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Re: The Rum Diary Tidbit #12 ~ RUM!

Unread postby DeppInTheHeartOfTexas » Fri Apr 09, 2010 11:10 pm

Just another service we are happy to provide...ONBC Travel Tips! :cool: :grin:
Life is not a journey to the grave with the intention of arriving safely in a pretty and well preserved body, but rather to skid in broadside, thoroughly used up, totally worn out, and loudly proclaiming -

Wow! What a ride!

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Re: The Rum Diary Tidbit #12 ~ RUM!

Unread postby suec » Sat Apr 10, 2010 6:37 am

Well, like the Man said, rum will get you through just about anything (paraphrasing). Guess he wasn't wrong, huh?
Very interesting, thanks!
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Re: The Rum Diary Tidbit #12 ~ RUM!

Unread postby ladylinn » Sat Apr 10, 2010 11:59 am

Drinking rum while a body is stored in the cask!! Eweeeeeeee! They must have been very thirsty. I wonder if rum will taste the same to me next time I drink it???? :harhar:

That aside - a very interesting tidbit!

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Re: The Rum Diary Tidbit #12 ~ RUM!

Unread postby Melzo » Mon Apr 12, 2010 1:05 pm

ladylinn wrote:Drinking rum while a body is stored in the cask!! Eweeeeeeee! They must have been very thirsty. I wonder if rum will taste the same to me next time I drink it???? :harhar:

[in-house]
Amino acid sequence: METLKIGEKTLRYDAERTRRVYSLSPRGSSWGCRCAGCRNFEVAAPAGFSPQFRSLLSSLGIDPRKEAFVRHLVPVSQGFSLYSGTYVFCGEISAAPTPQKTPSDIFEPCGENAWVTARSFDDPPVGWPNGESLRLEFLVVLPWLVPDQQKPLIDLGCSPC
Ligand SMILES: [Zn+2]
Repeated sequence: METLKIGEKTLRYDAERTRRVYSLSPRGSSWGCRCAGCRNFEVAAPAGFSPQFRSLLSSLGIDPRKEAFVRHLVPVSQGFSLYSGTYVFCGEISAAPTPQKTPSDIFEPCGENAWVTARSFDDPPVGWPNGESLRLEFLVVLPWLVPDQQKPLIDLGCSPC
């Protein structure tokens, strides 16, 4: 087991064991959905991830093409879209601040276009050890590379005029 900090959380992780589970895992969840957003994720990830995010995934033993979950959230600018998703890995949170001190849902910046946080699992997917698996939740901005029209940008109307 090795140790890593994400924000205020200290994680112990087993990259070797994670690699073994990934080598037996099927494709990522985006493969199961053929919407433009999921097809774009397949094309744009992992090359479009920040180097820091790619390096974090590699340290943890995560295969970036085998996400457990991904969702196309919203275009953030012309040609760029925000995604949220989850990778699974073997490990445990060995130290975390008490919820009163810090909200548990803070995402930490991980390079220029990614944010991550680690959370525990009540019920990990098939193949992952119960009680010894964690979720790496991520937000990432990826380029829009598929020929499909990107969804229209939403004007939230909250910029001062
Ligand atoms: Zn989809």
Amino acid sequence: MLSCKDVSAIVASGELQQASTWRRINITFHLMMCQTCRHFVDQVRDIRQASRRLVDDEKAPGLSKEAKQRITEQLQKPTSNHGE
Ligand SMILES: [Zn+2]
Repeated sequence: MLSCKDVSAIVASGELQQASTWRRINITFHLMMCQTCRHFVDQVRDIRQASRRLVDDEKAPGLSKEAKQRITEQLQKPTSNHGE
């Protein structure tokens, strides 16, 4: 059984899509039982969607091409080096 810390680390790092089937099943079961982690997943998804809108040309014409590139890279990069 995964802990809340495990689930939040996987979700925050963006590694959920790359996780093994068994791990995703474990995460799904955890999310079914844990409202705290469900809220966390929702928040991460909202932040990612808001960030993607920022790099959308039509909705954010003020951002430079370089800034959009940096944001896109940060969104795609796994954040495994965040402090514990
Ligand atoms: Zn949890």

That aside - a very interesting tidbit!


That's. . .kind of how I feel. That was extremely :yuck2: . I guess alcohol does kill germs, but that's pushing it a bit, don't you think? :fear:

I'm very upset I as lied to in my history classes, too. :mad: Here I was thinking the whole rebellion and stuff was because of taxes on tea. I should have known better. Americans don't drink tea. :lol: Well, not all of them. :bigwink: So. . .was the Boston Tea Party technically the Boston Rum Party?! :perplexed:
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Re: The Rum Diary Tidbit #12 ~ RUM!

Unread postby DeppInTheHeartOfTexas » Wed Apr 14, 2010 2:30 pm

I think the cask story is considered a bit of an urban legend...at least I hope so! :yikes:

I'm pretty sure there is truth to the Boston Tea Party. :lol: However both the rum and the tea issues involved unfavorable taxes. Interesting we didn't learn that little bit in history class though!
:eyebrow:
Life is not a journey to the grave with the intention of arriving safely in a pretty and well preserved body, but rather to skid in broadside, thoroughly used up, totally worn out, and loudly proclaiming -

Wow! What a ride!